The Great Strike of 1877 was spawned, as so many strikes and disturbances of this era were, as a result of wage cuts imposed by the bosses of the railroad firms. In April of 1877 workers on the Reading railroad went out on strike once again. The strike was broken through being dissipated as public opinion moved against it. In response to the strike the railroad’s owner Franklin Gowen delivered orders to the remaining workers that caused several derailments. These were blamed on the workers, and newspapers friendly to Gowen popularized the lie. It was later on, in July, when the much larger Penn railroad network also imposed wage cuts that its workers went out on strike, thus igniting the Great Strike of 1877. When striking railroad workers on the Baltimore & Ohio line in Martinsburg, West Virginia stopped train traffic, and seized company property, the police were immediately called out. Thanks to the solidarity of the local population the police were thwarted.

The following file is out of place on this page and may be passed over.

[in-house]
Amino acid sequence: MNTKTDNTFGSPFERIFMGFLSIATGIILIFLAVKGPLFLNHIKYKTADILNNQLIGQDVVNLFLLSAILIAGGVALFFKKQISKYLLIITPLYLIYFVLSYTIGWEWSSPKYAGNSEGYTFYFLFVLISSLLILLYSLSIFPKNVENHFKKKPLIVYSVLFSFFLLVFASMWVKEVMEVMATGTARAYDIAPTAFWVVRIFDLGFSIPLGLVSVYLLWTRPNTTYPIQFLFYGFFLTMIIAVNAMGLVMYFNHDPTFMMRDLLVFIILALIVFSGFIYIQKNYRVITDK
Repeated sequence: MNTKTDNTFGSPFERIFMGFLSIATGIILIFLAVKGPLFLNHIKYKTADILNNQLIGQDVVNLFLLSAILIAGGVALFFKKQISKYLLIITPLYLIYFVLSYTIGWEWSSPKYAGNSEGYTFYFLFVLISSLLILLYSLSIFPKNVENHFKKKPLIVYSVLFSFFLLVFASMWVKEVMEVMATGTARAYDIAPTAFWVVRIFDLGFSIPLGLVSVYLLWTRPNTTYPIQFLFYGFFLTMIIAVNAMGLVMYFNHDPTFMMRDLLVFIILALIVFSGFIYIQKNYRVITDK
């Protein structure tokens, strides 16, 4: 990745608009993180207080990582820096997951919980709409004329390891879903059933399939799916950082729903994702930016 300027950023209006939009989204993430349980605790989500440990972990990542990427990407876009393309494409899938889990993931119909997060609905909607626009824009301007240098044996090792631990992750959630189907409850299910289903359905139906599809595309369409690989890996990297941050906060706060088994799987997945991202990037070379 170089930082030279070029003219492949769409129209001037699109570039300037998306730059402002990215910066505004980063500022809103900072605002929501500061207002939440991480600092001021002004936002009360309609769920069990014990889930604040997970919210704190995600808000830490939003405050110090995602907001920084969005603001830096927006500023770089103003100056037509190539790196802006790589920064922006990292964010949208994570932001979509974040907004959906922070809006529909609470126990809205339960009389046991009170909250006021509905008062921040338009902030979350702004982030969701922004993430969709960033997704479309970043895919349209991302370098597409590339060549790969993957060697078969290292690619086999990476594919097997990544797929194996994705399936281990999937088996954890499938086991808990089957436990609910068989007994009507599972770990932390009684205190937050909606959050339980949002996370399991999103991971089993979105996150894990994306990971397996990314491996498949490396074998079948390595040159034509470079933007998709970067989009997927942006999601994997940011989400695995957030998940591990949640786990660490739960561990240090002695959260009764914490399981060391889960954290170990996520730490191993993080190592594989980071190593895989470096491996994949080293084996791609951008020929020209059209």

The companies’ owners appealed to the governor for help protecting their property. The governor responded by making the fateful decision to send in state troops to “restore order”, i.e. suppress and disburse the strikers. A striker trying to derail the train car loaded with state troops was killed, and a riot broke out. News of the killing spread quickly via the telegraph lines that followed the tracks. Fearful of a greater conflagration the governor appealed for federal help, and federal troops. These latter succeeded in pacifying the Martinsburg strikers. However, the strike had spread to Baltimore, where the population was also sympathetic to the strikers. When federal troops were once again called in to suppress the strike, workers again defended themselves, and Baltimore was engulfed in a day-long city-wide riot. This pattern of strike, repression, and violence spread to Pittsburg, Buffalo, Chicago, and St. Louis, all of which experienced large-scale riots and civil unrest. With the exaggerated image of the Paris Commune haunting their dreams American capitalists were quick to respond to outbreaks of workers militancy with immediate and violent repression. It must have been quite frightening to American capitalists indeed when a Commune was briefly declared by workers in St. Louis. Railroads continued to be an important center of worker organizing, with a major strike wave erupting again in 1894 with the Pullman Strike in Chicago Illinois.